Russian baritone Dmitri Hvorostovsky‘s commanding presence and colorful voice make the newly released video, Hvorostovsky in Moscow, a “must see” for all opera lovers. Along with the Philharmonia of Russia, conducted by Constantine Orbelian, Hvorostovsky is joined by soprano Sondra Radvanovsky for two selections.
Dmitri Hvorostovsky has a powerful presence, from his voice to his posture. The first selection on this DVD, “Carlo’s aria,” from Guiseppi Verdi’s, Ernani, makes apparent just how perfect Hvorostovsky’s voice is for this genre. He clearly and commandingly delivers the text all the while maintaining a rich, colorful vocal timbre. He transitions smoothly into his upper range with such precision and ease. It is with this agility that he is able to depict even the most intimate of texts reaching each aria’s climaxes with authority and grace.
This concert DVD offers the viewer a better opportunity to see the facial expressions of the soloist; something often lost in a live concert or production depending on where you sit. I particularly appreciate the changes in character Hvorostovsky adopts for “Rodrigo’s aria” in Verdi’s Don Carlo and the reactions he displays in Verdi’s Un Ballo in Maschera, Act III, scene I.
Hvorostovsky gives a lovely performance of “Valentin’s aria” from Charles Gounod’s Faust. The beautiful flowing line of melody and heartfelt text are heightened by the richness of Hvorostovsky’s voice. The balance he finds with legato singing and clear declamation is an asset while singing even the most intimate of texts.
Hvorostovsky is joined by American soprano, Sondra Radvanovsky, for two scenes from Verdi operas Un Ballo in Maschera, Act III, scene I and the Confrontation scene from Act IV of Il Trovatore. Her warm yet vibrant timbre is a perfect match for the baritone. This concert is the first collaboration between Hvorostovsky and Radvanovsky and the results are astonishing. Both artists present glorious portrayals of their characters and their fine interaction with one another bring each scene to life.
In the final selection of the concert, the Act IV Confrontation scene from Verdi’s Il Trovatore, there is a moment when both performers kneel: Their emotions at this point are spellbinding! As Leonora, Radvanovsky is able to display the range of her instrument. She effortlessly produces a vibrant high C as she swears herself to the Count and then, in contrast, she hits us with low chest pitches as she threatens him. Hvorostovsky does a fantastic job of earning hatred as the Count. His articulation of “you are mine” made my skin crawl!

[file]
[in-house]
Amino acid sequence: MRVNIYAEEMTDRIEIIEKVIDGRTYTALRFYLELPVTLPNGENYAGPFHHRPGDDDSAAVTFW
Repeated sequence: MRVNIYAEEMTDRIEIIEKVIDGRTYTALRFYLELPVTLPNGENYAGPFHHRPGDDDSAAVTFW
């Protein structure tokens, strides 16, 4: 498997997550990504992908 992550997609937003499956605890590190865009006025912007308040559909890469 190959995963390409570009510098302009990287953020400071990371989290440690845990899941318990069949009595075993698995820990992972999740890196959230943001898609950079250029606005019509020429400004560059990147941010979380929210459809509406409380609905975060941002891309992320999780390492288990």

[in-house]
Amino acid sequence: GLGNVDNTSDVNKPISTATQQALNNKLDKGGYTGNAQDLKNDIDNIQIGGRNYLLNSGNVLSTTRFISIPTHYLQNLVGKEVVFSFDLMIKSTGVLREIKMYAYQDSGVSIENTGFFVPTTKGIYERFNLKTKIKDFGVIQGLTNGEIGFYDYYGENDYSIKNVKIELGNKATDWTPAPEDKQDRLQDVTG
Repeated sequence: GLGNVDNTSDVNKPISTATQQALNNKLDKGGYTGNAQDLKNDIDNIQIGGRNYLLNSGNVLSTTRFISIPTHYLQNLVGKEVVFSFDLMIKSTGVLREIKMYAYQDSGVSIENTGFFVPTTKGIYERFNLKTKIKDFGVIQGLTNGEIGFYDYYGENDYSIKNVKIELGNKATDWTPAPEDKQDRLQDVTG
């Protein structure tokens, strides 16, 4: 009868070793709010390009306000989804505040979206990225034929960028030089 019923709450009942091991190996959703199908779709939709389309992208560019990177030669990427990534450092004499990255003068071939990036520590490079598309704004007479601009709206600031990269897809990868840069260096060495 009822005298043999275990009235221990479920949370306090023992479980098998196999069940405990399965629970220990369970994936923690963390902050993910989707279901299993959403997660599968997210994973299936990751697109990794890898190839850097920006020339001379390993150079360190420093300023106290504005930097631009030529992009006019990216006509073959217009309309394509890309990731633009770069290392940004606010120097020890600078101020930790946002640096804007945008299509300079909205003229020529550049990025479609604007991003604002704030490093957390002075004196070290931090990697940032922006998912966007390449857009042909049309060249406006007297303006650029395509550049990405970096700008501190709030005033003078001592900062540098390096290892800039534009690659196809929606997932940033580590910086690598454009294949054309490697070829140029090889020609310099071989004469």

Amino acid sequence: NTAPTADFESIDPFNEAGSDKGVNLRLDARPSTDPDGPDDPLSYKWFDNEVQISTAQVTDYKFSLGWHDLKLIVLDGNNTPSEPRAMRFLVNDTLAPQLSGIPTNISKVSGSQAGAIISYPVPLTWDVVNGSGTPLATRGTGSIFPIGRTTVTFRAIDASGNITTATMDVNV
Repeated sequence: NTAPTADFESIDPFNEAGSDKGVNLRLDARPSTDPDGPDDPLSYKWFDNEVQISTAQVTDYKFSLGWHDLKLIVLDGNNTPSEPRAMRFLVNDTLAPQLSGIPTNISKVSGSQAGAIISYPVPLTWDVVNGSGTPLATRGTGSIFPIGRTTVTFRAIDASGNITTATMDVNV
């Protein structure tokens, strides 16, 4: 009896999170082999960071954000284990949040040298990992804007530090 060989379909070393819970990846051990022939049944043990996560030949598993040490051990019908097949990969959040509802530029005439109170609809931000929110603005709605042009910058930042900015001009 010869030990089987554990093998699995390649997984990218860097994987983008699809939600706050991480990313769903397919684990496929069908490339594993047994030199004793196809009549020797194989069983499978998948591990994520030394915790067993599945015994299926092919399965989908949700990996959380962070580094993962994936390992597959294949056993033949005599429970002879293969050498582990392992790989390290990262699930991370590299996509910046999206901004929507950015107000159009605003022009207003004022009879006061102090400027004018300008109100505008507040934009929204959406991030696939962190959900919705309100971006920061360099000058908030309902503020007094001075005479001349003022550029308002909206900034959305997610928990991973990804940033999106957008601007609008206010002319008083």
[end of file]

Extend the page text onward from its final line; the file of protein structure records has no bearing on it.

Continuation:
Having never performed in Russia, it was interesting to see some of the customs of such a concert. After every aria, adoring fans shower Hvorostovsky with flowers, books and other gifts. As the camera turns to the audience, their adoration of the performer and the vast demographic range of people enjoying the live spectacular are striking.
In the bonus features, there is an interview with the conductor of the Philharmonia of Russia, American-born Constantine Orbelian. His appreciation of Hvorostovsky as an artist is apparent, as Orbelian is very complimentary of Hvorostovsky’s work ethic.
Orbelian’s orchestra is highly honed and provides a wonderful atmosphere for the arias. Orbelian explains how he had hand picked each member of the orchestra and that this ensemble often performs together for special events. (Particularly for the “Dmitri Hvorostovsky & Friends” concerts that keep the baritone touring in Russia.) Together, the entire ensemble acts as a well-oiled machine.
Overall, this DVD provides a fun hour of entertainment. I would especially recommend it if you enjoyed Dmitri Hvorostovsky’s performance on February 25th in the Metropolitan Opera’s Live Broadcast of Ernani. For further listening, you can also consider purchasing Delos Records “Verdi Opera Scenes.” The CD includes arias and scenes performed by Dmitri Hvorostovsky and Sondra Radvanovsky accompanied by the Philharmonia of Russia under the direction of Constantine Orbelian.
Purchase the DVD through Amazon: Hvorostovsky in Moscow